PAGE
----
In the garden at Bell House is a magnificent old medlar tree, lending its shade to the gate leading to the walled garden. It’s certainly an ancient tree and may even have been planted by the Wrights, who built Bell House in 1767. Its gnarled branches extend out from the shelter of the garden wall and the trunk leans precariously, requiring a sturdy pole to prop it up.
By rights our medlar tree should be in the kitchen garden, from where it is planted, as its fruit is edible. Medlars need bletting (maturing and softening) before they can be eaten or cooked but once bletted, it has a flavour that’s been likened to both an apple-pear and a super-charged date and can be eaten raw or preserved. The Elizabethans valued its sweetness as a winter food in the days before the arrival of sugar and medlar jelly was popular with the Victorians and Edwardians as a Christmas conserve.
Put some medlars into an earthenware jar, stand it in a saucepan with boiling water nearly to the top and keep it boiling gently over a slow fire. When the medlars are quite soft, pass them through a fine hair sieve, and weigh the pulp, and for every pound allow one and a half breakfast cups of coarsely crushed loaf sugar and half a teaspoonful of allspice. Put all the ingredients together in the preserving pan and stir them over the fire with a wooden spoon until thickly reduced, skimming occasionally. Turn the cheese into moulds and keep them in a cold place.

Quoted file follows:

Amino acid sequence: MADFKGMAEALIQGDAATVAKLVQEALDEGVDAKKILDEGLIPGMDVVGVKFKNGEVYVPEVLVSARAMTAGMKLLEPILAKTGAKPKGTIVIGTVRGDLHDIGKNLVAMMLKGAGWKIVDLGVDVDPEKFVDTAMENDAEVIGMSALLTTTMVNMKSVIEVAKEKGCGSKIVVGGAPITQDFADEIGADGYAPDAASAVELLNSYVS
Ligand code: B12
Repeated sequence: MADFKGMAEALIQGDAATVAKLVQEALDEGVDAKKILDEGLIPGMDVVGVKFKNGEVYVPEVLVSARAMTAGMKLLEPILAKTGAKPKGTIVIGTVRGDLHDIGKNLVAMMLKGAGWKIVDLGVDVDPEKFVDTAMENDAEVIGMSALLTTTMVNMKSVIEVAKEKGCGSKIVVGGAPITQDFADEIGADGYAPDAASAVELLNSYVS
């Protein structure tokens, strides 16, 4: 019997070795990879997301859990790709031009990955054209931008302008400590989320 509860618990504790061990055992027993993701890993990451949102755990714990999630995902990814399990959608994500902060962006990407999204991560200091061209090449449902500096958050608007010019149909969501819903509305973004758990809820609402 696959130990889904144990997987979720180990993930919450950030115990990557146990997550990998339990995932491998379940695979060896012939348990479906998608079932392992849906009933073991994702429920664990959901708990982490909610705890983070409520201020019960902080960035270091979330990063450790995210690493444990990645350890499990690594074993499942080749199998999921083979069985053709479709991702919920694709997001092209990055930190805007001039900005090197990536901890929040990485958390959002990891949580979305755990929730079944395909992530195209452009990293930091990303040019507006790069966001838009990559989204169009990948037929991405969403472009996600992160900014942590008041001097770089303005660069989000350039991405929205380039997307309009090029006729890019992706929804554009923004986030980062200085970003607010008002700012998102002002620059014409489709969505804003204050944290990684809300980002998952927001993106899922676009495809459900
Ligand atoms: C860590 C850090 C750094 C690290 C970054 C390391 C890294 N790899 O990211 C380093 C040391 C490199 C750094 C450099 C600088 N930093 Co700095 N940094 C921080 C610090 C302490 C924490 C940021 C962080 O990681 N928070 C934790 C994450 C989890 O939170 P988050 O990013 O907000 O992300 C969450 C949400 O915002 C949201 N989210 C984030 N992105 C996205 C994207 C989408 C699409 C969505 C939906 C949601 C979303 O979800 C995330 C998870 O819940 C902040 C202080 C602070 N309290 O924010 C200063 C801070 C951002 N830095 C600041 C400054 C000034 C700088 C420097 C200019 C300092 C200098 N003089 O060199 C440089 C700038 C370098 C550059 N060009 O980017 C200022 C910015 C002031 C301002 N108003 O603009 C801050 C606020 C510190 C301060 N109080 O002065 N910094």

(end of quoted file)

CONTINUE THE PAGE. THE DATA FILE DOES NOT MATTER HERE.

When ready to serve, turn the cheeses out of themoulds on to a dish.
(The Encyclopedia of Practical Cookery by Theodore Garrett, 1891).
The Bell House medlar tree is very attractive particularly in winter when its intricate twisting stems are highly distinctive. Simple white flowers and glossy green leaves in spring give way to its unusual fruit in autumn. Medlar trees are self-fertile, so you only need one and it is fairly disease and pest resistant, certainly the Bell House medlar is a healthy specimen despite its age. In the autumn we hope to make medlar jelly from the Bell House tree, we’ll keep you posted.
If you are interested in Bell House's beautiful Georgian garden you might like to join our lovely garden volunteers. Just turn up on Saturday mornings from 9.30-11.30. Novices, experts and all ages welcome, coffee, croissants and friendly co-workers provided.